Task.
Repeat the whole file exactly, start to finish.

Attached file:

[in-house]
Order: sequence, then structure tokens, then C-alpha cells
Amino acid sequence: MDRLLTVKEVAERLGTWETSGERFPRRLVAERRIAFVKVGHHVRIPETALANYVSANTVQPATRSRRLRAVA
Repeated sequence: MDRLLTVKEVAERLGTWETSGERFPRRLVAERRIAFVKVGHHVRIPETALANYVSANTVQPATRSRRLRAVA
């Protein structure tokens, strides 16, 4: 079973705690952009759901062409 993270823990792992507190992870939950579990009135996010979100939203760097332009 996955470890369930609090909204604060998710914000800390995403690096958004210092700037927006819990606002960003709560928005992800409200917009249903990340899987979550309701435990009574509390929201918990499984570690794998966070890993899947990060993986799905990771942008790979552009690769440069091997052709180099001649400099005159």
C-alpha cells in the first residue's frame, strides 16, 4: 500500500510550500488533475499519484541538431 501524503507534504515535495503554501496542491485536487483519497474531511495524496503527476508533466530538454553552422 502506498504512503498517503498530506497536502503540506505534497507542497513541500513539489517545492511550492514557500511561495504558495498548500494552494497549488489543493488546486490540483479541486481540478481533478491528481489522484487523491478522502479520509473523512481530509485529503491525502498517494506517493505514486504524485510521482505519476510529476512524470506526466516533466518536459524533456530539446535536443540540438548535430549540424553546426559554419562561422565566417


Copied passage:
[in-house]
Order: sequence, then structure tokens, then C-alpha cells
Amino acid sequence: MDRLLTVKEVAERLGTWETSGERFPRRLVAERRIAFVKVGHHVRIPETALANYVSANTVQPATRSRRLRAVA
Repeated sequence: MDRLLTVKEVAERLGTWETSGERFPRRLVAERRIAFVKVGHHVRIPETALANYVSANTVQPATRSRRLRAVA
């Protein structure tokens, strides 16, 4: 079973705690952009759901062409 993270823990792992507190992870939950579990009135996010979100939203760097332009 996955470890369930609090909204604060998710914000800390995403690096958004210092700037927006819990606002960003709560928005992800409200917009249903990340899987979550309701435990009574509390929201918990499984570690794998966070890993899947990060993986799905990771942008790979552009690769440069091997052709180099001649400099005159």
C-alpha cells in the first residue's frame, strides 16, 4: 500500500510550500488533475499519484541538431 501524503507534504515535495503554501496542491485536487483519497474531511495524496503527476508533466530538454553552422 502506498504512503498517503498530506497536502503540506505534497507542497513541500513539489517545492511550492514557500511561495504558495498548500494552494497549488489543493488546486490540483479541486481540478481533478491528481489522484487523491478522502479520509473523512481530509485529503491525502498517494506517493505514486504524485510521482505519476510529476512524470506526466516533466518536459524533456530539446535536443540540438548535430549540424553546426559554419562561422565566417